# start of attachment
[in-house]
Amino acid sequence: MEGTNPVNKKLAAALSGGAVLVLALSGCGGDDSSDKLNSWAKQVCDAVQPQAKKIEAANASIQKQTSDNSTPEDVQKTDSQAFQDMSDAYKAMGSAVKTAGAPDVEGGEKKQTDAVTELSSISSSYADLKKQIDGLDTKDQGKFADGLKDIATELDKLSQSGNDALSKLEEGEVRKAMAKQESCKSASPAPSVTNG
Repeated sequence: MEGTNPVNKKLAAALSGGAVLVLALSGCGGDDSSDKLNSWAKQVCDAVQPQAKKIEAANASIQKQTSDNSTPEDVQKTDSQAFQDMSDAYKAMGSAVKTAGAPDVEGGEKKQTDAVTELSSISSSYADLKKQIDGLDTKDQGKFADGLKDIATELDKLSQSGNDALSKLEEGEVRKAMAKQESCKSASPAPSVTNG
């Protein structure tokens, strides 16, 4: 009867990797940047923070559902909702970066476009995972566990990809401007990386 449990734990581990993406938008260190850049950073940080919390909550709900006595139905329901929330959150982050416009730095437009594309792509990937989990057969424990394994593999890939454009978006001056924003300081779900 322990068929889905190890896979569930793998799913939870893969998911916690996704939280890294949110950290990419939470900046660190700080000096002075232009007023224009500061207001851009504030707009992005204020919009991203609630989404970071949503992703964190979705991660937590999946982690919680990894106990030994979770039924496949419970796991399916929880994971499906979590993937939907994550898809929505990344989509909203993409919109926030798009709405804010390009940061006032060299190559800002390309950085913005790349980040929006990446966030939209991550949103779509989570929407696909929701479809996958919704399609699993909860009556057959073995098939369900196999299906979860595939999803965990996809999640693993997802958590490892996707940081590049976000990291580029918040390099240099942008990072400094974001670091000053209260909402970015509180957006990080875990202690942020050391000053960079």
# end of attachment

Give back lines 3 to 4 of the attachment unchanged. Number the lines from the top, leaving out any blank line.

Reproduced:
Repeated sequence: MEGTNPVNKKLAAALSGGAVLVLALSGCGGDDSSDKLNSWAKQVCDAVQPQAKKIEAANASIQKQTSDNSTPEDVQKTDSQAFQDMSDAYKAMGSAVKTAGAPDVEGGEKKQTDAVTELSSISSSYADLKKQIDGLDTKDQGKFADGLKDIATELDKLSQSGNDALSKLEEGEVRKAMAKQESCKSASPAPSVTNG
């Protein structure tokens, strides 16, 4: 009867990797940047923070559902909702970066476009995972566990990809401007990386 449990734990581990993406938008260190850049950073940080919390909550709900006595139905329901929330959150982050416009730095437009594309792509990937989990057969424990394994593999890939454009978006001056924003300081779900 322990068929889905190890896979569930793998799913939870893969998911916690996704939280890294949110950290990419939470900046660190700080000096002075232009007023224009500061207001851009504030707009992005204020919009991203609630989404970071949503992703964190979705991660937590999946982690919680990894106990030994979770039924496949419970796991399916929880994971499906979590993937939907994550898809929505990344989509909203993409919109926030798009709405804010390009940061006032060299190559800002390309950085913005790349980040929006990446966030939209991550949103779509989570929407696909929701479809996958919704399609699993909860009556057959073995098939369900196999299906979860595939999803965990996809999640693993997802958590490892996707940081590049976000990291580029918040390099240099942008990072400094974001670091000053209260909402970015509180957006990080875990202690942020050391000053960079």